Threats to an organisation that arisse due to an e-mail.

These threats mainly include:

1. Disclosure of sensitive information. As we know, disclosure of information can be done quickly by e-mail compared to paper-based mail. The information can be quite sensitive/strategic or of proprietary nature. We do not want to get into the disclosure, whether the disclosure was deliberate (and malicious) or unintentional. Whatsoever it was, disclosure has happened. At the same time, we also have to take into account the fact that disclosure may be internal or external. By external we mean that an e-mail can cross the LAN limit into the Internet world. Such disclosures can lead to loss of information and can even cause loss of reputation of an organisation.

2. Exposure of systems to malicious code. E-mail is the main vector by which computer viruses spread. Self-replicating code embedded in e-mail exploits features/vulnerabilities of the e-mail client. Such vulnerabilities mainly include VBScript, JavaScript in html-formatted e-mail and exe attachments of dancing pigs.

3. Exposure to denial of service attacks. Denial of service (DoS) is an attack which makes a system/individual unavailable to its intended users. Although the means to carry out, motives for, and targets of a DoS attack may vary, it generally consists of the concerted efforts of a person or persons to prevent an Internet site or service from functioning efficiently or at all, temporarily or indefinitely. Perpetrators of DoS attacks typically target sites or services hosted on high-profile Web servers such as banks, credit card payment gateways and even root name servers.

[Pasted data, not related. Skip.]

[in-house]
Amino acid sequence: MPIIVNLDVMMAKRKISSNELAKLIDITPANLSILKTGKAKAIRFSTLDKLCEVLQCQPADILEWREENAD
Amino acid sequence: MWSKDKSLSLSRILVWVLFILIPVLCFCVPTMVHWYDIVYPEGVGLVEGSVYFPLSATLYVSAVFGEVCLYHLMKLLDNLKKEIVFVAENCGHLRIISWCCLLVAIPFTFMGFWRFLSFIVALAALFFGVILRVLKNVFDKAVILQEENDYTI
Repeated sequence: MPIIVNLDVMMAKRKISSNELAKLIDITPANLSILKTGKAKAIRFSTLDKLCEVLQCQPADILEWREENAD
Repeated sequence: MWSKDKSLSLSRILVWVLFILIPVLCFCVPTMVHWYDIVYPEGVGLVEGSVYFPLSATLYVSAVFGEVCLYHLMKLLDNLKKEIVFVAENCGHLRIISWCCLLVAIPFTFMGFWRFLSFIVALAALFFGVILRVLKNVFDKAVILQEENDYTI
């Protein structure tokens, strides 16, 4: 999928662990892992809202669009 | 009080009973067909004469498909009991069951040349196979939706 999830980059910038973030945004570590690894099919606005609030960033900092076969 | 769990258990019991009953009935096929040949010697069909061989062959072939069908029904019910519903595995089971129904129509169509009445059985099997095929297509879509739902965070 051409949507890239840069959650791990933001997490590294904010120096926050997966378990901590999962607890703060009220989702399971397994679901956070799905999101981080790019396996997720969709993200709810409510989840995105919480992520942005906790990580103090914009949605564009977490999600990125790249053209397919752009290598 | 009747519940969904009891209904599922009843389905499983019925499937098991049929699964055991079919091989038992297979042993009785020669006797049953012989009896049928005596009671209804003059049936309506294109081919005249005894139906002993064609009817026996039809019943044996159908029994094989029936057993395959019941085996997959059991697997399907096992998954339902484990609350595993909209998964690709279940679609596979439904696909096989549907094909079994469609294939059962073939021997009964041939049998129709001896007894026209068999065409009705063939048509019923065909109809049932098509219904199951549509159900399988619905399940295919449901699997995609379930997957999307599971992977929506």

Fig. 6: A robust secured e-mail flow
Fig. 6: A robust secured e-mail flow

One common method of attack involves saturating the target (victim) machine with external communication requests, such that it cannot respond to legitimate traffic, or responds so slowly as to be rendered effectively unavailable. In general terms, DoS attacks are implemented by either forcing the targeted computer(s) to reset, or consuming its resources so that it can no longer provide its intended service, or obstructing the communication media between the intended users and the victim so that they can no longer communicate adequately. These attacks can be in two ways:

(i) Exposure of systems to DoS attacks. E-mail server attached to network may be vulnerable to DoS attacks—more relevant with increasing dependence on e-mail as the communications tool. DoS on mail server may compromise other network services too.

(ii) Exposure of individuals to denial of service attacks. Mail bombing, excessive spam generally exposes an individual e-mail client to DoS attack. Individuals get so spammed by incoming e-mail that they stop reading it. We will deal with e-mail spam and e-mail authentication in the next part.

To be concluded in next part…

The author is working in ADRIN, Department of Space as Scientist ‘SF’ and involved in developing applications on network and data security